Thursday, 29 March 2012

Be nice ... please

Can you change the world by being nice or do nice people finish last?  The longer I live the more important I think it is to be nice.  Not fake, sickly sweet, over the top, drama queen nice but genuinely kind, thoughtful, heartfelt nice.  I am also beginning to realise it takes great courage, a lot of self confidence and commitment to be nice.  As a society a lot of our media and entertainment comes from not being nice, magazines constantly highlight and describe the pain and misfortune in the lives of celebrities, politicians are constantly horrible about each other, the cool kids at school maintain their status by being mean to others and even as adults often we make ourselves feel better, smarter, more important or popular by being not so nice about other people, excluding them and judging them.

However, recently I have been bombarded with encounters with nice people, a nice real estate agent, a nice solicitor, nice teachers, super nice friends, nice check out attendants, nice people to interview and photograph, just nice people everywhere I turn and it has been spectacular.  This got me thinking how much I really like nice people, and by people being nice they actually have a huge influence in their family, social groups, the community and even the world.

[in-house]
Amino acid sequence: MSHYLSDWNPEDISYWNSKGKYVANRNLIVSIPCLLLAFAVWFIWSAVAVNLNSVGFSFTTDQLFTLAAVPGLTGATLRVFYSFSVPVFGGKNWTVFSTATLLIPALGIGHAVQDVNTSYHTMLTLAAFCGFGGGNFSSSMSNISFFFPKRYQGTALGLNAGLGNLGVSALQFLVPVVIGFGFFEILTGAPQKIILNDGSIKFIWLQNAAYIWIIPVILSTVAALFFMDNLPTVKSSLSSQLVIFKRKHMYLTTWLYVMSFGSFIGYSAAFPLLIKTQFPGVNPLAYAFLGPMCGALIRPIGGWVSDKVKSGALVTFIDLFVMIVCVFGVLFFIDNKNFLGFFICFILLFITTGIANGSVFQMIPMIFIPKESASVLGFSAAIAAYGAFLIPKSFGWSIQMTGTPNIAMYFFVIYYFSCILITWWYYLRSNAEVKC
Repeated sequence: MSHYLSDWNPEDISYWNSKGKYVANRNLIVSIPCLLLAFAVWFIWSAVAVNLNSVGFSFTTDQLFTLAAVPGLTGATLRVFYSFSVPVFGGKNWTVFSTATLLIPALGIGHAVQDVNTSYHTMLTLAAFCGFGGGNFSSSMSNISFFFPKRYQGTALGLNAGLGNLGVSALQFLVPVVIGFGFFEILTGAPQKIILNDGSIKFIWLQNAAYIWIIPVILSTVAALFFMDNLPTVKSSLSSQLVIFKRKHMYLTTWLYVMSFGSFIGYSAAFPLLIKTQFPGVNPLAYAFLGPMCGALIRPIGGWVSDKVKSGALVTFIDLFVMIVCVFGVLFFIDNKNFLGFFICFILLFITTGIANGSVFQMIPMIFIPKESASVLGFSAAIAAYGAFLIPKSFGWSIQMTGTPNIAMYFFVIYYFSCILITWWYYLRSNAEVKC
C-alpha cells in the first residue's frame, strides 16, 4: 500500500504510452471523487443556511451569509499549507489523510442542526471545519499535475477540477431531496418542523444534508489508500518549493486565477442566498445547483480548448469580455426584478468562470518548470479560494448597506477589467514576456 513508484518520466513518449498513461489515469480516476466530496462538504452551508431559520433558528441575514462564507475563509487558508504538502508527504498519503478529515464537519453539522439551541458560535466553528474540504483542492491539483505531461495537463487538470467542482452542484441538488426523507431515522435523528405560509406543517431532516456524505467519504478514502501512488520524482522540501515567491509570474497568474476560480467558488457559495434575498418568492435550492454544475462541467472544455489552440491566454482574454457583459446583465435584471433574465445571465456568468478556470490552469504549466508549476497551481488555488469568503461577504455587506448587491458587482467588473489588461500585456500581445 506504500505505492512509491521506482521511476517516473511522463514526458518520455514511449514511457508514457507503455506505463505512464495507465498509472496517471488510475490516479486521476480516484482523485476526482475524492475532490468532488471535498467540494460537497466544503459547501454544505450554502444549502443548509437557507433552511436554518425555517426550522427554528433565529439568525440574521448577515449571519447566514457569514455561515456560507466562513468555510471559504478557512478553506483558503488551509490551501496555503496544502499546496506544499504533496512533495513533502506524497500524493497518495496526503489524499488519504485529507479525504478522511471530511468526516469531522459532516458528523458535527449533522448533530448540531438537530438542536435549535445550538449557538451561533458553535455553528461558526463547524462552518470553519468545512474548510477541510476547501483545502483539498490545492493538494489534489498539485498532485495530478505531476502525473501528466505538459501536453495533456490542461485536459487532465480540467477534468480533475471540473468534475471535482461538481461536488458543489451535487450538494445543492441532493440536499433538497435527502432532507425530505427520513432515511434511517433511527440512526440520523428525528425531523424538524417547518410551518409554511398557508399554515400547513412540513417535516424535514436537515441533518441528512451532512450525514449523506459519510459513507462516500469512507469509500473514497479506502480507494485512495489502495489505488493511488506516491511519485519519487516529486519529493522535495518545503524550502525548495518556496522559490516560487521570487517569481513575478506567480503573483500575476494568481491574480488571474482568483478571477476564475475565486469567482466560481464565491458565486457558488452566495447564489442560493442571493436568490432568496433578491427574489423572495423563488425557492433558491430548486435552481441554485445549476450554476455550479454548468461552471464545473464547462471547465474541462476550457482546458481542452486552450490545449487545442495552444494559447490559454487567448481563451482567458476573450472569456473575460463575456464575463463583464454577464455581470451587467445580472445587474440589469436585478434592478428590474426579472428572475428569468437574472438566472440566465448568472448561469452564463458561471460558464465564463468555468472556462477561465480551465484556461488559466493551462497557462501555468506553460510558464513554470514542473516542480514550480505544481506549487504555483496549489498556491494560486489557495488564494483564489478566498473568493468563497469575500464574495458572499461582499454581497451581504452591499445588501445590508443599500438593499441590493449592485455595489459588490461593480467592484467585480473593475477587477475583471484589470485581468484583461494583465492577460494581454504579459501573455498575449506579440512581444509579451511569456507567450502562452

I consider myself incredibly blessed to know and be friends with so many truly nice people, they are really thoughtful and I am hoping their nice-ness is rubbing off on me and influencing my life because it is my experience that nice people do not finish last.  So what does it take to actually be nice?  Basically, you just have to make the conscious decision to be nice, each and every day.  Things like answering the phone with a smile on your voice, giving people a wave and saying hello enthusiastically, lending friends something that will make their life easier or happier, letting people with less items go ahead of you in the line, being considerate to elderly people, not getting impatient when things don’t go exactly as you planned, not talking negatively about people, whether they are in the room or not.  The list is endless.

Some of you are probably thinking ‘If I am nice people will just walk all over me’, not true.  If you are nice, people will like you, they will want to help you, they will want to spend time with you, they will want to be friends with you and other nice people will be nice to you.  Trust me, being nice will make your life better, guaranteed.